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Denveright graphic featuring homes, apartment buildings, and trees in front of high rises and mountains in the background.


Like many of you, I am a Denver native and can remember a quieter city with less traffic and fewer people.  Can you recall the 1980s and 1990s when Denver’s population was shrinking? The oil bust devastated our economy. Families were moving to the suburbs because of court-ordered school busing. In 1990, our population hit a low of about 468,000. 

Since then, our city and business leaders have worked hard to diversify our economy so our prosperity is not dependent on a single industry. DIA has been a critical factor in our economic growth. Lowry, Stapleton and Green Valley Ranch are wonderful, new planned communities attracting families. The Denver Public Schools has record high enrollment and is building new schools. The Denver Union Station is a jewel made possible by public-private partnerships. Denver is now a world class city, and the 2nd fastest growing in the U.S.  It is a top destination for millennials. Our population is expected to reach 700,000 this year!

Denver’s economic position is the strongest that it has ever been. The economy is booming and unemployment is low. It is a business-friendly place, attracting both Fortune 500 companies and small businesses. Housing is one of our biggest challenges. There is not enough of it, so rents and home prices are high. Colorado is 55,000 housing units short of meeting our housing demand. To meet the demand, there are new apartment buildings going up throughout Denver.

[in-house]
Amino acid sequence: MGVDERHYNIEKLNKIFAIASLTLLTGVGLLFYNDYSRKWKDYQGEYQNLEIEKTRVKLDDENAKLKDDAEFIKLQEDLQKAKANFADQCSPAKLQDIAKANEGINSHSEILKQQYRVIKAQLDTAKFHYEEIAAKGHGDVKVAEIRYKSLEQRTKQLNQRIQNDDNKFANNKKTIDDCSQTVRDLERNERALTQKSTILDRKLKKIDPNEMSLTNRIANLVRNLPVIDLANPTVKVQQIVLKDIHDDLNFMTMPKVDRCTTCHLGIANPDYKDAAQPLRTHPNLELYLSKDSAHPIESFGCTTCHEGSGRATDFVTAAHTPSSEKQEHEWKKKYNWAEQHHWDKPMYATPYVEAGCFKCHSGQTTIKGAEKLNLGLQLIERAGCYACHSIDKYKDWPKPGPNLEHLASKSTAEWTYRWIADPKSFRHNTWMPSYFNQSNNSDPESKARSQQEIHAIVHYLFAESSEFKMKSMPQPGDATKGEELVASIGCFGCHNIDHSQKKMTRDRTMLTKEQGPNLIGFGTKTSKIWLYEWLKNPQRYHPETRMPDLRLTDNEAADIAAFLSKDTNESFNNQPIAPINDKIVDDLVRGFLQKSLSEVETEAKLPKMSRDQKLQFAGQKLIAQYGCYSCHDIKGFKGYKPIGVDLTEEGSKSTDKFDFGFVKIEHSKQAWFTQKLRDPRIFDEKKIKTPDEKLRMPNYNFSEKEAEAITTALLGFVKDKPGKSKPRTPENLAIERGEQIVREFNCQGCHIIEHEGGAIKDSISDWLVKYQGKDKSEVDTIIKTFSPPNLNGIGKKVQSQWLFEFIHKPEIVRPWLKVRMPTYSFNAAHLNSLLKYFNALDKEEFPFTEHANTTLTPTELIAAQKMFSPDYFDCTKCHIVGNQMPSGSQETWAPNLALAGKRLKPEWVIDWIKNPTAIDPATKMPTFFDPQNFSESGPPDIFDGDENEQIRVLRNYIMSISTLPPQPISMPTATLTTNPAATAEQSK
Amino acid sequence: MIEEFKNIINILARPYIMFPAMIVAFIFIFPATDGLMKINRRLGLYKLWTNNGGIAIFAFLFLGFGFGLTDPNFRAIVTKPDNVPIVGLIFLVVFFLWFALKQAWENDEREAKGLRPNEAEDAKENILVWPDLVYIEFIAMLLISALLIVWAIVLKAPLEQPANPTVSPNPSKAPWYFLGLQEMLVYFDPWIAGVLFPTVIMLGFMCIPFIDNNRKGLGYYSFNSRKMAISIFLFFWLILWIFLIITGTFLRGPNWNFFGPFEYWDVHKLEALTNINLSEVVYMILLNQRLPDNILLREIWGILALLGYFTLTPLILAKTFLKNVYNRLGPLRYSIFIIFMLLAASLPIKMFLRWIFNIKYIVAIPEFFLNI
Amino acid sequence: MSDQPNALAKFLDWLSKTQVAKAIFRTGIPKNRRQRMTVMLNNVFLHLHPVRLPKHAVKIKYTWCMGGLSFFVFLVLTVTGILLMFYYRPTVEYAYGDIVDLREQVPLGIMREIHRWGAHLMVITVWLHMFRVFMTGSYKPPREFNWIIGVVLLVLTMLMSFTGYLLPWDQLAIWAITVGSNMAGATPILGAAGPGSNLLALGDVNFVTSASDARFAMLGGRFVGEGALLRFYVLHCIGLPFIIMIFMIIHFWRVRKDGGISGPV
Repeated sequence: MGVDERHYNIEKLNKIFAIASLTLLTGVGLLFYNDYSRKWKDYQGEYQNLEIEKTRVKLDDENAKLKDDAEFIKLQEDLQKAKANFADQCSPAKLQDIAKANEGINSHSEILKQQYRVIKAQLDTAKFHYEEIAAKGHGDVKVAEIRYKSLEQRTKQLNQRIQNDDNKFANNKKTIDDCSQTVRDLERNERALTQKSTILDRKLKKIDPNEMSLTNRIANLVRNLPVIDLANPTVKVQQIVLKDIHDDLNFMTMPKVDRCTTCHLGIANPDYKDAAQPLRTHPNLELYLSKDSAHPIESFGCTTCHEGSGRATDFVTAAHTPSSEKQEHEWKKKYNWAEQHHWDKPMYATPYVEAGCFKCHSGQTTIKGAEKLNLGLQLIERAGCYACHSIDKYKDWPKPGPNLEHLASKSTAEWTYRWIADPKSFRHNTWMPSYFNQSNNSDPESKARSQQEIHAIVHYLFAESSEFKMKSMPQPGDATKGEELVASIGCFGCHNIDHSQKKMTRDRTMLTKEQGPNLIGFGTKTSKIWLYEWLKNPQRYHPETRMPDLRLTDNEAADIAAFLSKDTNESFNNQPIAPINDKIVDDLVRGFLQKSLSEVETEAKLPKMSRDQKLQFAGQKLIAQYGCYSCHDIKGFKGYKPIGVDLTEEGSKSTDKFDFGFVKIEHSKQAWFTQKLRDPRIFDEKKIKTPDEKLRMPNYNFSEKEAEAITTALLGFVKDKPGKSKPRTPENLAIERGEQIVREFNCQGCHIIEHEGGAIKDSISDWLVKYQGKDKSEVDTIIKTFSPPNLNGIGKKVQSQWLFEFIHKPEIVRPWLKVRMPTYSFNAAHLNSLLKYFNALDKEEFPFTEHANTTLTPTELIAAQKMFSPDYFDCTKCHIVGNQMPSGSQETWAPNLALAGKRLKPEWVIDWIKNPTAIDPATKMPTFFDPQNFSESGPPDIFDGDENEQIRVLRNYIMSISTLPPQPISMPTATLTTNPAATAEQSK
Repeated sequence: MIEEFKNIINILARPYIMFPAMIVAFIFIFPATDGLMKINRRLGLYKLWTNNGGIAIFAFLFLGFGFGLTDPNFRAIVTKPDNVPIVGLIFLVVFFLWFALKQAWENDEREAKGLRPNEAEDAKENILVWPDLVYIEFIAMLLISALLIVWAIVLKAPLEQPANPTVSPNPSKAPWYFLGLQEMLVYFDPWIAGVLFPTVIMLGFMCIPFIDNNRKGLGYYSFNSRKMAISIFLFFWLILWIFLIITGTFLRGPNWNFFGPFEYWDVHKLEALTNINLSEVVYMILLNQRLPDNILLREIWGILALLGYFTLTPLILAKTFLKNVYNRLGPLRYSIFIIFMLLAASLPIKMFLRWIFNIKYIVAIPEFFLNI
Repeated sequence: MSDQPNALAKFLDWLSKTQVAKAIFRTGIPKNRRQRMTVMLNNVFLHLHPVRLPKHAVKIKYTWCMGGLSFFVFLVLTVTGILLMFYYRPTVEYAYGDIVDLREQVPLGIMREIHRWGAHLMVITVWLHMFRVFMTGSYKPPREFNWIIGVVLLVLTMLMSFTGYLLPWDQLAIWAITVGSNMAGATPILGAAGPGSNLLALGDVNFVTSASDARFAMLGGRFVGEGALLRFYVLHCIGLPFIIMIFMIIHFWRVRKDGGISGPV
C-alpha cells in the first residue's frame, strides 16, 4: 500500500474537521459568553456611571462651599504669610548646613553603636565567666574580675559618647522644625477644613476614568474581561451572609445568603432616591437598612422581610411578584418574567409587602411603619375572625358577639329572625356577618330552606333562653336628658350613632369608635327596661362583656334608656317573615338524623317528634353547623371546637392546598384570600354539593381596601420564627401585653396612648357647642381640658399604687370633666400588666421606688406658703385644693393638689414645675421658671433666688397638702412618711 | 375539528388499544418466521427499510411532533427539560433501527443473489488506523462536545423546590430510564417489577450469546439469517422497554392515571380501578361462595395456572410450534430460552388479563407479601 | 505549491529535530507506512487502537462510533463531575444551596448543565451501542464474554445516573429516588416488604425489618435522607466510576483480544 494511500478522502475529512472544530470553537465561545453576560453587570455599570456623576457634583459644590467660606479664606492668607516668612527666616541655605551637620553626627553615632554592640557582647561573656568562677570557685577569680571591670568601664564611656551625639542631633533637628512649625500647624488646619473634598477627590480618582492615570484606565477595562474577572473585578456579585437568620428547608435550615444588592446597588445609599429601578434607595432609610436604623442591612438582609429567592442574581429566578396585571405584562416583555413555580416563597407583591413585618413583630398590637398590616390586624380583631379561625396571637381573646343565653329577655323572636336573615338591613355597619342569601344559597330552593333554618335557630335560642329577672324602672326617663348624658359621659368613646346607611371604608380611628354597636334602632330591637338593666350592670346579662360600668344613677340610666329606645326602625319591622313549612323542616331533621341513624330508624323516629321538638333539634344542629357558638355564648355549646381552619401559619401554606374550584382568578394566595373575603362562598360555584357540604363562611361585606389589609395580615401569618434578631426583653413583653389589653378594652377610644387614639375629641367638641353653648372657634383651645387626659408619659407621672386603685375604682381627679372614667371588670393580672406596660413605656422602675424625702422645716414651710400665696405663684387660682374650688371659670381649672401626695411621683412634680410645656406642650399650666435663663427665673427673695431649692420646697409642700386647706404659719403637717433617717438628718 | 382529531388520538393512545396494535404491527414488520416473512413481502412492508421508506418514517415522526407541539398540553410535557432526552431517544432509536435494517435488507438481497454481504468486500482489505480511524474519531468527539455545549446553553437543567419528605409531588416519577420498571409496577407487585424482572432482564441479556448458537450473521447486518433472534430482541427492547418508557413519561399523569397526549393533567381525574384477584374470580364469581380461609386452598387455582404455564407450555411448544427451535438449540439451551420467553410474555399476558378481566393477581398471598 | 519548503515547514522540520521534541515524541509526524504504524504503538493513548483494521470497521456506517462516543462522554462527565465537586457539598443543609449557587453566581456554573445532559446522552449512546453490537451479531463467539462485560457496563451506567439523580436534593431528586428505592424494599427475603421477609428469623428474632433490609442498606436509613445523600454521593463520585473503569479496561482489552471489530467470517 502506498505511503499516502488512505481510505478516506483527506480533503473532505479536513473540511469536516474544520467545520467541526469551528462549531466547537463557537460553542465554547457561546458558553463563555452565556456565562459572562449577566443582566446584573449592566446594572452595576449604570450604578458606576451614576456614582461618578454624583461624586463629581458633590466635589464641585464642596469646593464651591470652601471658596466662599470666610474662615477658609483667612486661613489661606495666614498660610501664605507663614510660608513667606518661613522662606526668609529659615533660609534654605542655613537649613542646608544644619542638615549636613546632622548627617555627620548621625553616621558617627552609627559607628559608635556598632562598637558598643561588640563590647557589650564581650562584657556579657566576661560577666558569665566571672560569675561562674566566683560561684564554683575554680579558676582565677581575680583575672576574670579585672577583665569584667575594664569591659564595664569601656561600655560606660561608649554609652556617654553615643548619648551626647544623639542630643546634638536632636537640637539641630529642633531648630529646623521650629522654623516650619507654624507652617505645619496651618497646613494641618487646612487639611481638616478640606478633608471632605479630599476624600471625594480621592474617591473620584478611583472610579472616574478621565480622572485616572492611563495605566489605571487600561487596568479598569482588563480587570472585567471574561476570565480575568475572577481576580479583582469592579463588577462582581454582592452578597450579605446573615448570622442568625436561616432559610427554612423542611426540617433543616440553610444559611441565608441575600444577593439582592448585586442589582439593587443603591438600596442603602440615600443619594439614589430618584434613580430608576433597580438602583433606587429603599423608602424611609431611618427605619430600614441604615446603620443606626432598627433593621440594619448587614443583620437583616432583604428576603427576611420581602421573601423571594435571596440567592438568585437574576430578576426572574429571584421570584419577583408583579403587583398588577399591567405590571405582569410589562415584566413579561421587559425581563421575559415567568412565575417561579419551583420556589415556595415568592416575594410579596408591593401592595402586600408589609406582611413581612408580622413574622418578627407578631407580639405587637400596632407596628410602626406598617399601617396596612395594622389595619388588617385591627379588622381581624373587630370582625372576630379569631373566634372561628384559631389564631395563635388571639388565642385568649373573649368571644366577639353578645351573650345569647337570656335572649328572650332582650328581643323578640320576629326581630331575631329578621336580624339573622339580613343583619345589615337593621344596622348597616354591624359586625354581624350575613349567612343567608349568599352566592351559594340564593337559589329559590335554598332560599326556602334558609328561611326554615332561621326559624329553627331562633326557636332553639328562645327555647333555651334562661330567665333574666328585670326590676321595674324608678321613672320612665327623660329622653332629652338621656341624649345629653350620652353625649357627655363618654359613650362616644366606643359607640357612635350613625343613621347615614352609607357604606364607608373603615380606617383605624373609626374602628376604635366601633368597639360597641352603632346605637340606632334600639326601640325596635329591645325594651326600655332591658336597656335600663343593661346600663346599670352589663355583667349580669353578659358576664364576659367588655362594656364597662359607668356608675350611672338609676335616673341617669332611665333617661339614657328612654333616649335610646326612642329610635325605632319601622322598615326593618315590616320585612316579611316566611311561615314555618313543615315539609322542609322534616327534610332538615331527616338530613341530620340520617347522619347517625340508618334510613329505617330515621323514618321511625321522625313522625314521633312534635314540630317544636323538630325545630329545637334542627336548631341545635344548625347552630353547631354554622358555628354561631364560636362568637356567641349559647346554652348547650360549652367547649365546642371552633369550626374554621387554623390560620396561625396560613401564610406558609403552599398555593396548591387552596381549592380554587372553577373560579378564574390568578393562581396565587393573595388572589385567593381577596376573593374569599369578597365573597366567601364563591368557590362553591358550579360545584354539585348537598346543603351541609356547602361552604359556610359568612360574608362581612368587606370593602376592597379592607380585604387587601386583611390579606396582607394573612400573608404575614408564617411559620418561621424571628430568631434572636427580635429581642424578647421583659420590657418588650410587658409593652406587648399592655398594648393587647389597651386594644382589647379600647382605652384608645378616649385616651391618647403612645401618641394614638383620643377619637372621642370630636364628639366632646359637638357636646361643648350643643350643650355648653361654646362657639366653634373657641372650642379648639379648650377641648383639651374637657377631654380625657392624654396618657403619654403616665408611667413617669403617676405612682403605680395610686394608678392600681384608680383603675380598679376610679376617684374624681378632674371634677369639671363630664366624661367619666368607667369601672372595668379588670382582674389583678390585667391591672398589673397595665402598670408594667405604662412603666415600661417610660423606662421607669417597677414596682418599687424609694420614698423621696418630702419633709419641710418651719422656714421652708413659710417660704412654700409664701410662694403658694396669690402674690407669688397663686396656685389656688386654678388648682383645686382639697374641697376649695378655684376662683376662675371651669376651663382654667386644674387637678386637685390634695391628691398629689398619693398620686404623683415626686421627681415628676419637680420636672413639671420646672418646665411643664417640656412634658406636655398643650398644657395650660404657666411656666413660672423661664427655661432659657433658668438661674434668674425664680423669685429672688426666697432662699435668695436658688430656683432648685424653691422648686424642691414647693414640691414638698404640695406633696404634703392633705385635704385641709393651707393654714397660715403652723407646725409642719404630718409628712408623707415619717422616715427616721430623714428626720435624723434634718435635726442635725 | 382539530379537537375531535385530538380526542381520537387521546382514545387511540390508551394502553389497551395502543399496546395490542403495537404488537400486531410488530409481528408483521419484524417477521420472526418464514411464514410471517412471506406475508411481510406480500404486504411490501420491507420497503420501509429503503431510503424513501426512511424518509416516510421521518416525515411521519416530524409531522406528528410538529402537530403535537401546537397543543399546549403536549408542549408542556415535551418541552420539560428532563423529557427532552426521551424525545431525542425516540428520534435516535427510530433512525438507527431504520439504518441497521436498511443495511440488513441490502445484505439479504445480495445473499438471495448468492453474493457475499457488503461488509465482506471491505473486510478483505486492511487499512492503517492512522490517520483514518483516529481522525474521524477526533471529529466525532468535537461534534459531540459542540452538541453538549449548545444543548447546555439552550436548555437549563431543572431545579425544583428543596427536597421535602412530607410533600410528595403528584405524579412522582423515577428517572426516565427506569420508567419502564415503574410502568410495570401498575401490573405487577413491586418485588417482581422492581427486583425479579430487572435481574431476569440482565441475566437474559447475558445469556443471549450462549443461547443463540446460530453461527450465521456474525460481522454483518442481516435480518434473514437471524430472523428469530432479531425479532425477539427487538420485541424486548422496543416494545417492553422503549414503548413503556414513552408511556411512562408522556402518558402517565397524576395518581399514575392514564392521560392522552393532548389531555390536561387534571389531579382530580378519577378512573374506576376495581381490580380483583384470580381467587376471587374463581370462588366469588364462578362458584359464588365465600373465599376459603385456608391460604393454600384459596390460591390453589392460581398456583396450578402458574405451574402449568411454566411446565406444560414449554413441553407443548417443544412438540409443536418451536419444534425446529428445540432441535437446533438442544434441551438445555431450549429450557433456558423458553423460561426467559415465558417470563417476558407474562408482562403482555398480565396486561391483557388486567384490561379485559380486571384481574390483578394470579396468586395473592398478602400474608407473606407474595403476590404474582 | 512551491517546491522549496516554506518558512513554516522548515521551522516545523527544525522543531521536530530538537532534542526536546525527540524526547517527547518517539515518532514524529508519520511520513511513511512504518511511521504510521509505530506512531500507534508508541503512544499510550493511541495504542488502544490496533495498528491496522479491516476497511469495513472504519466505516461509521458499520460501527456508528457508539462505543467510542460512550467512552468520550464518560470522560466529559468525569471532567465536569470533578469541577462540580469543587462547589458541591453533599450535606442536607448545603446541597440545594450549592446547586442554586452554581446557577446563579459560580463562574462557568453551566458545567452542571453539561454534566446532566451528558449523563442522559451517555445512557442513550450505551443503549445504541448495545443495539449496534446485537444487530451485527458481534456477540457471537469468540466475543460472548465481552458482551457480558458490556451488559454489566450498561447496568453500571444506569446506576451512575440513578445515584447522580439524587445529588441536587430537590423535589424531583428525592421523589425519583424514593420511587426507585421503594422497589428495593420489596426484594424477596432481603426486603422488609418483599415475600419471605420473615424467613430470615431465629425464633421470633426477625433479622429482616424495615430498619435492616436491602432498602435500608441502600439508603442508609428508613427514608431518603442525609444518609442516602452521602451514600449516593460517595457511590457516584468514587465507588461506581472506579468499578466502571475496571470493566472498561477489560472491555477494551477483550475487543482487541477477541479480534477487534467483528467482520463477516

Much of the new construction is near light rail stations. Transit Oriented Developments (TODs) are designed for Denver’s residents to live, work, eat, innovate, and socialize—and to get us out of our cars, using public transportation. Many people are surprised to learn that density at stations is actually better for traffic congestion and the environment than sprawl which uses many more resources.

We are fortunate in Southeast Denver to be home to four light rail stations: Colorado, Yale, Southmoor and Belleview. Additionally, the Dayton Station is on our border. We are seeing lots of changes and new construction of housing, offices and retail near our stations. This new development is an opportunity for us to imagine the possibilities of a connected, walkable, bike-able, greener and more aesthetically pleasing southeast Denver.

Many of you have asked what we can do to improve southeast Denver, attracting more local retail and restaurants and creating some gathering places like a “main street.” We are moving forward with your vision for SE Denver based on feedback we heard from the 2016 Visioning Series, surveys, and constituent phone calls and emails.  

For more information, read our Visioning FAQs & Definitions here
View the Results Infographic from the 2016 Visioning Series here


You are also invited to a citywide planning process. Denveright is a community-driven planning process that challenges us to shape Denver’s future in four key areas: land use, mobility, parks, and recreational resources.  Task forces that include neighborhood advocates will draft four plans.

Visit for more information.



We want to hear from you!
Join us this fall to learn about the many sides of safety in southeast Denver! Visit with representatives from the police, fire department, and other city agencies to hear about how we are working on safety improvements for roads, sidewalks, neighborhoods, and SE residents. 


  • Wednesday, November 1, 2017
    5:30pm - 7:00pm

Thomas Jefferson High School (cafeteria)
3950 S Holly St.
Denver, CO 80237


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